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03 September 2012

Introducing... Godbaby

Introducing... Godbaby

A very different image of baby Jesus is due to hit the streets this Christmas, with the new Godbaby poster from ChurchAds.net – the Churches Advertising Network.

The striking image of a fictional 'Godbaby toy' aims to make the Christmas story appeal to the younger generation, and puts Christ at the centre of conversations.

"It's another strong and arresting image. It will surprise some and disturb others," said Bishop Nick Baines, giving the image an enthusiastic thumbs-up.

He continues: "Which is exactly what the real Jesus did. And it forces us beyond the tinsel to the human reality of 'God among us'."

The brown-eyed boy doll in a blue baby grow represents the Baby Jesus, and plays on the idea of Christmas being a time when everyone is searching for that 'must-have' Christmas gift. It carries the slogans – 'Godbaby - He cries, He wees, He saves the world'or 'GodBaby - the gift that loves you back' and is the latest advert from the Christmas Starts with Christ campaign.

ChurchAds.net trustee, Mike Elms, a former advertising executive, said: "Research shows that 84 per cent of people believe that 'Christmas should be called Christmas because we are still a Christian society' and yet society still seems set on airbrushing Christ out of His festivity. So, our campaign places a Christ-focused message at the heart of the seasonal consumerism: on shopping centre posters; on commercial radio; in the pages of our daily newspapers.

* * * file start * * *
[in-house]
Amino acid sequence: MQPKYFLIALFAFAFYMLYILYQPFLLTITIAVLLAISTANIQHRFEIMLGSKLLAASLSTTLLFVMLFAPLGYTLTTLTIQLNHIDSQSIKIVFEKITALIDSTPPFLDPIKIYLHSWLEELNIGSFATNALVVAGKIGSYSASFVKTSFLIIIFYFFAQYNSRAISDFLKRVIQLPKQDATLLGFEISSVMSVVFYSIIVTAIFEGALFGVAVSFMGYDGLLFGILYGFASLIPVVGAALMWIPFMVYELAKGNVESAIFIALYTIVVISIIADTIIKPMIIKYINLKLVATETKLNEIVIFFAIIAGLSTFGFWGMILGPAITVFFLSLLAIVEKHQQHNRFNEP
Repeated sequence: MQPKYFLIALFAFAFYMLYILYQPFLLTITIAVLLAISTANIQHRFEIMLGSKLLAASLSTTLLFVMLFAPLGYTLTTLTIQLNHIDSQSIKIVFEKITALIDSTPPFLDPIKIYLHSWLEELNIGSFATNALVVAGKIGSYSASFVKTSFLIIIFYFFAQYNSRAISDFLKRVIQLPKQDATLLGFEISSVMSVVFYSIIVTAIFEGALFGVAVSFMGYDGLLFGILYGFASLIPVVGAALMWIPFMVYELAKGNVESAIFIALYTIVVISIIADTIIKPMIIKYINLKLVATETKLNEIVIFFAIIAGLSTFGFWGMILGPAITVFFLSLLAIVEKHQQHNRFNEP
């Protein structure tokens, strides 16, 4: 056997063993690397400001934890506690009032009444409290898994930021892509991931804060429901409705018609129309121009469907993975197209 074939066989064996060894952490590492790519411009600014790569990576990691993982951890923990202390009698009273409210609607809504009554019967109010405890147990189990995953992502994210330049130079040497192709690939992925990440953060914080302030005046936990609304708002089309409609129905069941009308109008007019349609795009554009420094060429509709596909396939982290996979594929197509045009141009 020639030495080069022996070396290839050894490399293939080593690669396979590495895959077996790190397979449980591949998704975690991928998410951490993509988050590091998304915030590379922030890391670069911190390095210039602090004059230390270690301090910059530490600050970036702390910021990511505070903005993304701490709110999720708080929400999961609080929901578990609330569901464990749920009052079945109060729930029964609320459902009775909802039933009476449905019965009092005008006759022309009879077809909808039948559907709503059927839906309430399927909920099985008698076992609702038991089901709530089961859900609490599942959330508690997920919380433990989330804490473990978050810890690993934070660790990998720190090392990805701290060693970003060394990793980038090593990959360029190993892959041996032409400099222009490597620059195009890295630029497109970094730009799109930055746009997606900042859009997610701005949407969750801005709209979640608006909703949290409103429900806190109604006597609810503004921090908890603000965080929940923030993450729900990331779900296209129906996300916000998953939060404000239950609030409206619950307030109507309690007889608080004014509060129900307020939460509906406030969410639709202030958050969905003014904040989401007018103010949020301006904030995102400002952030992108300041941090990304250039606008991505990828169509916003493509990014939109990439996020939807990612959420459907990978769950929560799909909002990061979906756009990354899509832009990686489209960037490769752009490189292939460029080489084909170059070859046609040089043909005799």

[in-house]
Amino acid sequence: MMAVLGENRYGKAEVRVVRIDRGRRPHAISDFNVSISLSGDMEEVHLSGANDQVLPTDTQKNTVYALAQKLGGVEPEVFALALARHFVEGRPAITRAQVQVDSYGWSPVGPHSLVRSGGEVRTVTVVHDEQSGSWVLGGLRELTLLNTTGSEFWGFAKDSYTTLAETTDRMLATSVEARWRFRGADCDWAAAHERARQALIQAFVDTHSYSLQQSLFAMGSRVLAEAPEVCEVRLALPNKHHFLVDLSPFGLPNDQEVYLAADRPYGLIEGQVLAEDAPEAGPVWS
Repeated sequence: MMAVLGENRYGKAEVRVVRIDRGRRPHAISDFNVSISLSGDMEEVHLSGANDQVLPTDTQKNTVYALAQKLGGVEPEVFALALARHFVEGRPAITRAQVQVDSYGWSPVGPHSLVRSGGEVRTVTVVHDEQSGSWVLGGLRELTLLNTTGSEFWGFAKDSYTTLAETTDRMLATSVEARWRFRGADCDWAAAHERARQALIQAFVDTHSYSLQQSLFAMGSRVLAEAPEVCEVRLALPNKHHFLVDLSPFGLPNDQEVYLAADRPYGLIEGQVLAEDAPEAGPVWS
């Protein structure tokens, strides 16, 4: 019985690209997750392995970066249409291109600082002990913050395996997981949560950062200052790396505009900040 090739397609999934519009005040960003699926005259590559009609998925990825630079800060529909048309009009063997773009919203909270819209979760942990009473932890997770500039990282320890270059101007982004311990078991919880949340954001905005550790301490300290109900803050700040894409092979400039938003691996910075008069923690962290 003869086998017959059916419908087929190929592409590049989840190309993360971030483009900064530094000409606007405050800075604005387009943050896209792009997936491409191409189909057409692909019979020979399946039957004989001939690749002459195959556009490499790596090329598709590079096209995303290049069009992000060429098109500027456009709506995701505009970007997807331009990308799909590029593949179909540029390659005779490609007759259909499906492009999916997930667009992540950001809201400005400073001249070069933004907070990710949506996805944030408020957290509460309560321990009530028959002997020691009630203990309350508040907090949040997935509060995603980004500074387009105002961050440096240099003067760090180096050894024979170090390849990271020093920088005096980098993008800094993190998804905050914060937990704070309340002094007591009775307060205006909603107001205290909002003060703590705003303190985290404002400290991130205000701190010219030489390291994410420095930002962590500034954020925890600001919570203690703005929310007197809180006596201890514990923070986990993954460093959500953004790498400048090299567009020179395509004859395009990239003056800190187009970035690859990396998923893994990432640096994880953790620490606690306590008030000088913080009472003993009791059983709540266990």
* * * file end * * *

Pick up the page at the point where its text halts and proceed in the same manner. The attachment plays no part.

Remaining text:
"This year's poster features the 'Godbaby doll': this year's 'must-have' gift. It's a striking, contemporary and very simple way of communicating the nativity message that Christ, fully divine and fully human, came to us for our salvation."

The Christmas Starts with Christ campaign has been running for four years and research shows that 42 per cent of people seeing it say 'it makes me think more about the true meaning of Christmas'.

Supported by Premier Christian Media, The Jerusalem Trust, and major Christian denominations and organisations, including the Evangelical Alliance, the aim of the campaign is to remind people of the real meaning of Christmas.

Mark Greene, executive director of the London Institute of Contemporary Christianity, said: "This brilliant double-barrelled ad simultaneously undermines two corrosive, contemporary beliefs: Jesus is not just a mythic baby to coo at, he is God. And his birth isn't primarily a marketing trigger for buying toys and gifts, it's a moment to remember how desperately we need God and how extravagantly God loves his world."

To maximise the impact of the message, ChurchAds.net is asking individuals and churches to make a donation to a National Christmas Advertising fund. The aim is to raise enough money to cover the placing of posters at bus stops, buy airtime for specially commissioned radio ads, and buy colour ads in national and regional newspapers. For more information and a free campaign activation pack and resources, visit: www.churchads.net